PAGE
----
Number of the Day
Choose a number for the day.
You can say,
- Today, is TWO day. Let’s see how many things we can find that are “two.”
During the day, talk about things that come in twos. For example,
- You wear two shoes.
- You have two eyes.
- A bicycle has two wheels.
- There are two strawberries on your plate.
See how many things your three-year-old can find or create in twos. Help them find pairs of socks or shoes.
When you walk, count your steps in two’s,
- One, two, one, two, one, two.
Show your child what the number two looks like. Look for the number two in a book or a magazine. Write the number two on a piece of paper. Ask your child to write their own number two or to trace yours. You can use chalk to write it on the sidewalk.
What is Different?
Use pictures of things that have something in common for this activity. You can cut out pictures from a magazine or draw pictures. You might have your child cut out or draw their own pictures. Groups of fruits, or shoes, or trees, or furniture can work. Make at least three groups of pictures with three pictures in each group. You will have a total of nine pictures.
Lay out four pictures for your child to see. Three pictures will be in the same group and one different picture. For example, lay out three pictures of fruits, and one tree.
Ask your child to point to the picture that does not match. If they cannot find the one that is different, give them clues.
You can say,
- Three of these you can eat, but one you cannot.
- Can you find the one you cannot eat?
- It is something you can climb on!
Do the same thing with the other groups of pictures. Talk with your child about the pictures and how they are the same and how they are different. Your child may have ideas about how they are the same and different!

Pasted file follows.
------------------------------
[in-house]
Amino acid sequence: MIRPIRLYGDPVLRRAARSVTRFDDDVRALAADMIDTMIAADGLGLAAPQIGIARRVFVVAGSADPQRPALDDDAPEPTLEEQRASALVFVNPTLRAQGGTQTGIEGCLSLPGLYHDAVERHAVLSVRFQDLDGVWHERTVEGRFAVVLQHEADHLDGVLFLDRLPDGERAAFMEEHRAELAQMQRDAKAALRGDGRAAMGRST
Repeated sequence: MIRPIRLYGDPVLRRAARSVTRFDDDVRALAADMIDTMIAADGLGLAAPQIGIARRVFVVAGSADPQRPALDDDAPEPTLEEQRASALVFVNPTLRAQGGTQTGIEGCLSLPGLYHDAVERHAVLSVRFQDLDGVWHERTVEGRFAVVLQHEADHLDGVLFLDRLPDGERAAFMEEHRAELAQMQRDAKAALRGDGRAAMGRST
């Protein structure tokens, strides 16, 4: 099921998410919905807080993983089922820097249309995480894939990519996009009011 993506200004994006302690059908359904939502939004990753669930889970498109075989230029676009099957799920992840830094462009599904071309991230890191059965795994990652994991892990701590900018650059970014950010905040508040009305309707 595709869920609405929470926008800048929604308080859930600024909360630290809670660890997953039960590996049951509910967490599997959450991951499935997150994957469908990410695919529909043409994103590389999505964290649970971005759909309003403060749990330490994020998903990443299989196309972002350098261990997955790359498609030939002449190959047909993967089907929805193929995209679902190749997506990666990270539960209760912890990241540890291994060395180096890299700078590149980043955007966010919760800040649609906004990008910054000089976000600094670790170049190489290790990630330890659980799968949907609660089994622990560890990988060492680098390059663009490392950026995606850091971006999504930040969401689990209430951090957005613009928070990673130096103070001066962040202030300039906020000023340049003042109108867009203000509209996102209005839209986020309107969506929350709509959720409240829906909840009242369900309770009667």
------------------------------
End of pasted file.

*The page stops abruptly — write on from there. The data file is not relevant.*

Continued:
What’s the Missing Word?
Read the same book or sing the same song with your child several times. Then, see if your child can fill in a missing word. Try this:
On each page, read the first part of a sentence, but leave off the last word. If the book says, “The mouse wants a cookie!” Say,
- The mouse wants a _______.
See if your child will say cookie to finish the sentence.
If they can’t think of the word, read it to them. See if they remember it the next time you read it. This works well if the words in the story or song rhyme.
Hide three or four objects around the house or in a small area outside. You can hide small stuffed animals, blocks, balls, or socks. At first, let your child watch while you hide the objects. Then, ask them to find the hidden treasure!
Then, hide the items while they are not watching you. Ask them if they can find the treasures. If they need help searching use words like “close” and “far” to let them know if they are getting close to finding a treasure.
You can say,
- You are getting close, close, closer! Or,
- Ooh, you are far away, farther away, even farther away!
You might know how to play the I Spy game. Ask your child to play with you. Tell them you are going to find something nearby and ask them to find it. You can say,
- I spy with my little eye, a brown dog. Or
- I spy with my little eye, something green. Or
- I spy with my little eye, something that is round.
Let your child answer until they guess the correct item. After a few times, let your child think of something for you to find.
You can play this game any time during the day. Play it while you are making dinner. Try it waiting in line. Play while you are driving or on the bus.